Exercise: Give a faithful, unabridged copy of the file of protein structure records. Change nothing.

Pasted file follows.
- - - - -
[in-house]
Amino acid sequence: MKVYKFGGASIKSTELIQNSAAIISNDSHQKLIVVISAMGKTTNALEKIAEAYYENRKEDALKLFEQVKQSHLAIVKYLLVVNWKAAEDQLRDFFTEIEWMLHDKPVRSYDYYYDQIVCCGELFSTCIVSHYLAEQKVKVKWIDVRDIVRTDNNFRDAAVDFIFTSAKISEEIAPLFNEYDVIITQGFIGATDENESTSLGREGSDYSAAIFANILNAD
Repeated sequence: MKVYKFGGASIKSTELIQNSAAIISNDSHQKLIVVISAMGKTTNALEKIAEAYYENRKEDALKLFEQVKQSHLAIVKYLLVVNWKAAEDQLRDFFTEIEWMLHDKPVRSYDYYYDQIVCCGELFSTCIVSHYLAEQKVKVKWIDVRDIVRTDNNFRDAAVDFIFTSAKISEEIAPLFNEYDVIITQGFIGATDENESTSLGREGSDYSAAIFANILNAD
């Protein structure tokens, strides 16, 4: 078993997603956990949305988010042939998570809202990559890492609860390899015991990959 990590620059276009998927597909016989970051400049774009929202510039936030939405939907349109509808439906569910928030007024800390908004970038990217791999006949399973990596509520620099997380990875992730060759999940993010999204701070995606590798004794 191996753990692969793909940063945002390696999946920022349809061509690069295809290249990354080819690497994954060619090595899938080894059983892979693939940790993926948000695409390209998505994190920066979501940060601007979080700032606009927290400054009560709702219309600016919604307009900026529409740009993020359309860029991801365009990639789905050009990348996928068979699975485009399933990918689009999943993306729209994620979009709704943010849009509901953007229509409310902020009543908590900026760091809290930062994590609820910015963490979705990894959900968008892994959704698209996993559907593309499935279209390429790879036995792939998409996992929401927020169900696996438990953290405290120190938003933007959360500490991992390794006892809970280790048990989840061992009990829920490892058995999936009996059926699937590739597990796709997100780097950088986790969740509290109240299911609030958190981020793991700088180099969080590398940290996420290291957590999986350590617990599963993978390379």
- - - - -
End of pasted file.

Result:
[in-house]
Amino acid sequence: MKVYKFGGASIKSTELIQNSAAIISNDSHQKLIVVISAMGKTTNALEKIAEAYYENRKEDALKLFEQVKQSHLAIVKYLLVVNWKAAEDQLRDFFTEIEWMLHDKPVRSYDYYYDQIVCCGELFSTCIVSHYLAEQKVKVKWIDVRDIVRTDNNFRDAAVDFIFTSAKISEEIAPLFNEYDVIITQGFIGATDENESTSLGREGSDYSAAIFANILNAD
Repeated sequence: MKVYKFGGASIKSTELIQNSAAIISNDSHQKLIVVISAMGKTTNALEKIAEAYYENRKEDALKLFEQVKQSHLAIVKYLLVVNWKAAEDQLRDFFTEIEWMLHDKPVRSYDYYYDQIVCCGELFSTCIVSHYLAEQKVKVKWIDVRDIVRTDNNFRDAAVDFIFTSAKISEEIAPLFNEYDVIITQGFIGATDENESTSLGREGSDYSAAIFANILNAD
């Protein structure tokens, strides 16, 4: 078993997603956990949305988010042939998570809202990559890492609860390899015991990959 990590620059276009998927597909016989970051400049774009929202510039936030939405939907349109509808439906569910928030007024800390908004970038990217791999006949399973990596509520620099997380990875992730060759999940993010999204701070995606590798004794 191996753990692969793909940063945002390696999946920022349809061509690069295809290249990354080819690497994954060619090595899938080894059983892979693939940790993926948000695409390209998505994190920066979501940060601007979080700032606009927290400054009560709702219309600016919604307009900026529409740009993020359309860029991801365009990639789905050009990348996928068979699975485009399933990918689009999943993306729209994620979009709704943010849009509901953007229509409310902020009543908590900026760091809290930062994590609820910015963490979705990894959900968008892994959704698209996993559907593309499935279209390429790879036995792939998409996992929401927020169900696996438990953290405290120190938003933007959360500490991992390794006892809970280790048990989840061992009990829920490892058995999936009996059926699937590739597990796709997100780097950088986790969740509290109240299911609030958190981020793991700088180099969080590398940290996420290291957590999986350590617990599963993978390379």